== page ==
Oh that’s easy! First, I would pay off my mortgage in full (there is about $150,000 left today). Then, I would set aside the rest of the money into one year CDs at four different banks (since you should give it some time to think before acting on the windfall). Honestly, after a year, I would probably lump sum the money into my regular AA and then call it quits. I’m pretty burnt out from the tech industry and would love to try something else. My net worth right now is around $500k and another $1 million would most definitely be enough to call it quits for good, as that would give me about 35 years’ expenses saved with the mortgage gone.
What kind of car do you drive?
A subcompact! Think Toyota Yaris, Honda Fit, Ford Fiesta, Mazda2, Nissan Versa. Yes, I bought it new in 2010, but it should last me for 10-20 years hopefully and it’s great on the gas mileage. I spent under $400 on gas in 2013 😉
If you could go back in time and give yourself one piece of advice, what would it be (don’t say ‘buy Microsoft,’ everyone says that)?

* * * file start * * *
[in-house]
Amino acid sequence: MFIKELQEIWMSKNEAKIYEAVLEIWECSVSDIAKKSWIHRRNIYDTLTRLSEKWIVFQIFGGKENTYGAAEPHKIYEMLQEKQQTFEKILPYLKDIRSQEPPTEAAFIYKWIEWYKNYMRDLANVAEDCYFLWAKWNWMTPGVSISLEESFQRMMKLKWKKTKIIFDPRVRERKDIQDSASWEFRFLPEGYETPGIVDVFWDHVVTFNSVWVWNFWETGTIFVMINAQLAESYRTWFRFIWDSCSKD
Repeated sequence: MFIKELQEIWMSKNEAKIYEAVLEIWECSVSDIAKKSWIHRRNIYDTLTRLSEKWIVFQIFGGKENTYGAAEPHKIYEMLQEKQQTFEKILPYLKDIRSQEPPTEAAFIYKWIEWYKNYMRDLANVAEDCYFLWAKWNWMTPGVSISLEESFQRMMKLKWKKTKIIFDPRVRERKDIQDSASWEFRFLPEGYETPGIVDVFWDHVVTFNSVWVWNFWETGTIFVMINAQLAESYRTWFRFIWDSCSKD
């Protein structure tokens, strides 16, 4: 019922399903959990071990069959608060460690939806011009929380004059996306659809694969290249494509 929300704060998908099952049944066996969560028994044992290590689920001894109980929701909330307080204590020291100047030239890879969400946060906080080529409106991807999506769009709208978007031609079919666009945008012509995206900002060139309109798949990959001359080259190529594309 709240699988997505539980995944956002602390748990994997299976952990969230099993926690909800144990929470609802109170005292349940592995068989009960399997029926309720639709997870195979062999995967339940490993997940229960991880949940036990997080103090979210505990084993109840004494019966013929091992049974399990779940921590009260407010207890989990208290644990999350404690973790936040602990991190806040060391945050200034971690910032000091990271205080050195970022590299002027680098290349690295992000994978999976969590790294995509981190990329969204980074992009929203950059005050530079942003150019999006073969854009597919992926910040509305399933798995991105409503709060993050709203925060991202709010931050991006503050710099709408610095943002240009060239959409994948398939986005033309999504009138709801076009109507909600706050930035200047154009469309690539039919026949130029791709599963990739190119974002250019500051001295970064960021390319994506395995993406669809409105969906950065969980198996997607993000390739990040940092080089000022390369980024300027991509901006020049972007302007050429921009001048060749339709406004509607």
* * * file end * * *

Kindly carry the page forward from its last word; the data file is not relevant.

I would tell college me that she doesn’t have to be dating someone! She can say no to going out with someone if she’s not interested. P.S. I’m far too young to have had the funds to have bought Microsoft when it was worth much 😉
What advice would you give to a 24 year old, just out of college?
A 24 year old?! I graduated at 21 😉 Track your spending, your real spending. Contribute at least as much to get the full match on your workplace retirement account. Build up a cash buffer of 6 months expenses before doing anything else. Then contribute to a Roth IRA, max out your work retirement account and finally, start stockpiling cash for buying a house or a car or your other big life goals and if you don’t have any big life goals for the next few years, just open up a taxable investment account and buy index funds. Don’t forget about donating! Make a habit of that early.
What is the best financial move you have made?